Do exigent circumstances give police the right to enter a person’s home without a warrant?

The Fourth Amendment protects the right of the people to be secure in their houses against unreasonable searches and seizures. However, this right is not absolute. The United States Supreme Court recently heard arguments in Lange v. California which raises the following question: Do exigent circumstances give police the right to enter a person’s home without a warrant, normally required by the 4th Amendment if police are pursuing a person suspected of committing a misdemeanor offense?

In Lange v. California, Arthur Lange was driving home in his car while listening to loud music and honking. This caught the attention of police officer Aaron Weikert. Officer Weikert began following Mr. Lange intending to conduct a traffic stop.  Officer Weikert activated his overhead lights, but Mr. Lange did not stop, drove into his garage, and began to lower the garage door behind him. Officer Weikert put his foot under Mr. Lange’s garage door to stop it from closing. Officer Wiekert then contacted Mr. Lange and indicated he smelled alcohol on Mr. Lange. It was later determined that Mr. Lange had a blood alcohol (BAC) over the legal limit.

What is considered to be an “exigent circumstance”? Exigent circumstances exist when officers confront a compelling need for official action and no time to secure a warrant. In other words, there must be a genuine emergency. Exigent circumstances do not exist when the only cost of seeking a warrant would be inconvenience or some slight delay.  Officers may enter a home without a warrant only if they could reasonably conclude that seeking one would threaten a compelling law-enforcement need. The Supreme Court has in past recognized that pursuit of a suspect is one situation that may give rise to an exigency sufficient to justify a warrantless search.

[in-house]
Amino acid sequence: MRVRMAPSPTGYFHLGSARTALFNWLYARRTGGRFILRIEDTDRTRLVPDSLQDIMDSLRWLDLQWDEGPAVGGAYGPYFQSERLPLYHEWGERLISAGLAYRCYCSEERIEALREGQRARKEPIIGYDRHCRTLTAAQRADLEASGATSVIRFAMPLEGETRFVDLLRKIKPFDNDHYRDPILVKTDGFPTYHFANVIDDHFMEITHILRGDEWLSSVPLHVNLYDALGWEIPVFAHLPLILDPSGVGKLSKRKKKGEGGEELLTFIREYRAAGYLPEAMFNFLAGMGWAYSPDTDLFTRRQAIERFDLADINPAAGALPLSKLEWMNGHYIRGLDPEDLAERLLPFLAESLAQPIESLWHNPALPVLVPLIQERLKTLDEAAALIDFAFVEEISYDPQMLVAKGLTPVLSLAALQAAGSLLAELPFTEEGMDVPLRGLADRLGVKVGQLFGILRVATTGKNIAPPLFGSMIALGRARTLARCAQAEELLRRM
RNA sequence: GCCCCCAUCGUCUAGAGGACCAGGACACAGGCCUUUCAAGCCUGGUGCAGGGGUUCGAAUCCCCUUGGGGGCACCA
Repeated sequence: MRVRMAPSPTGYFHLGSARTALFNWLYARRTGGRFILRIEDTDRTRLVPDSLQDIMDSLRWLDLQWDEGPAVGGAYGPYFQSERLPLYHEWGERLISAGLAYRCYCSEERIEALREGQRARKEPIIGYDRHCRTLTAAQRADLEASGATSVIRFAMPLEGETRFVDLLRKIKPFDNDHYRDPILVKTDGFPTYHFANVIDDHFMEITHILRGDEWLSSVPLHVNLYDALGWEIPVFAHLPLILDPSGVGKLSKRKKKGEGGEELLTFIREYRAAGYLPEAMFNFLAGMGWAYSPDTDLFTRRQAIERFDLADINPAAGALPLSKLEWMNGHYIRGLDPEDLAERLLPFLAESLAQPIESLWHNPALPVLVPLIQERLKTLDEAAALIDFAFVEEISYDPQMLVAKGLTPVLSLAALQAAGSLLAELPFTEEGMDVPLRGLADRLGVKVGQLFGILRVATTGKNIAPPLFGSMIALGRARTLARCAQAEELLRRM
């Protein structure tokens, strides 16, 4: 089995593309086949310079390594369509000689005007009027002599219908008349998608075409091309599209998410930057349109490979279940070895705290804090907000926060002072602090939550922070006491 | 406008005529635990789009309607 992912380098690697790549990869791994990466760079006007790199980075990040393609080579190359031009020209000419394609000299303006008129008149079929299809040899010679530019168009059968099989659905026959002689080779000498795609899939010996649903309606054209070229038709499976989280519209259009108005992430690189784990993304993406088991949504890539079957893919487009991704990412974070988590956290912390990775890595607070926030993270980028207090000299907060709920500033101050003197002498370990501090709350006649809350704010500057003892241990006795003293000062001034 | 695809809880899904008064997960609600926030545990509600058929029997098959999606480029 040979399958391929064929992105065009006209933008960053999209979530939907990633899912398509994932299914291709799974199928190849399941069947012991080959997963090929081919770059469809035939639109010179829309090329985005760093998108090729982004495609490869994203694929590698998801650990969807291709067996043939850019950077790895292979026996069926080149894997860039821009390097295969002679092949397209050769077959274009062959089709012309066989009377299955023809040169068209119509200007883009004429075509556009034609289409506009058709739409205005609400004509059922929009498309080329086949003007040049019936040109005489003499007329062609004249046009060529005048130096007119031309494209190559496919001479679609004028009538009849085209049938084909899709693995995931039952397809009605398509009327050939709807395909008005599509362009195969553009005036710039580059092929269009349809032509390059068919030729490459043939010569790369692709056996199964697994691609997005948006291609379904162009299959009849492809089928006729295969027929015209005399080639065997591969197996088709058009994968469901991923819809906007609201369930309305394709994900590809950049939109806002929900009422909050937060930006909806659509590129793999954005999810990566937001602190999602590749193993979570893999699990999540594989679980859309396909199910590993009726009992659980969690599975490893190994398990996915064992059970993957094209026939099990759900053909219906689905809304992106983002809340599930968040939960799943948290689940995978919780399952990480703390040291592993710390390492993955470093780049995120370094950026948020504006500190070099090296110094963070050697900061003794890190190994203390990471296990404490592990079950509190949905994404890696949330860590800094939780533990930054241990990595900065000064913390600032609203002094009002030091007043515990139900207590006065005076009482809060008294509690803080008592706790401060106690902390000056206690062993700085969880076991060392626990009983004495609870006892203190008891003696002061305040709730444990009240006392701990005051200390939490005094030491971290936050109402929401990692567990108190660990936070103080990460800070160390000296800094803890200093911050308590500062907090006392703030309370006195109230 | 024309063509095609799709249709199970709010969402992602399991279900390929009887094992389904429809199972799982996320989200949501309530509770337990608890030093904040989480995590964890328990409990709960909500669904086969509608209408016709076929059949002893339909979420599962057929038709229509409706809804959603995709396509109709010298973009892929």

Lange v. California is setting the stage to see if the Supreme Court will expand what is an exigent circumstance or if the Court will find this warrantless entry was a violation of the 4th Amendment. We will continue to follow this case and post a follow up blog when the Supreme Court issues an opinion as it an important case involving 4th Amendment rights.  In the interim, David Bell is experienced in 4th Amendment issues. If you have a criminal case pending and believe your 4th Amendment rights may have been violated, please contact David Bell and his team to see if they can assist you with your case.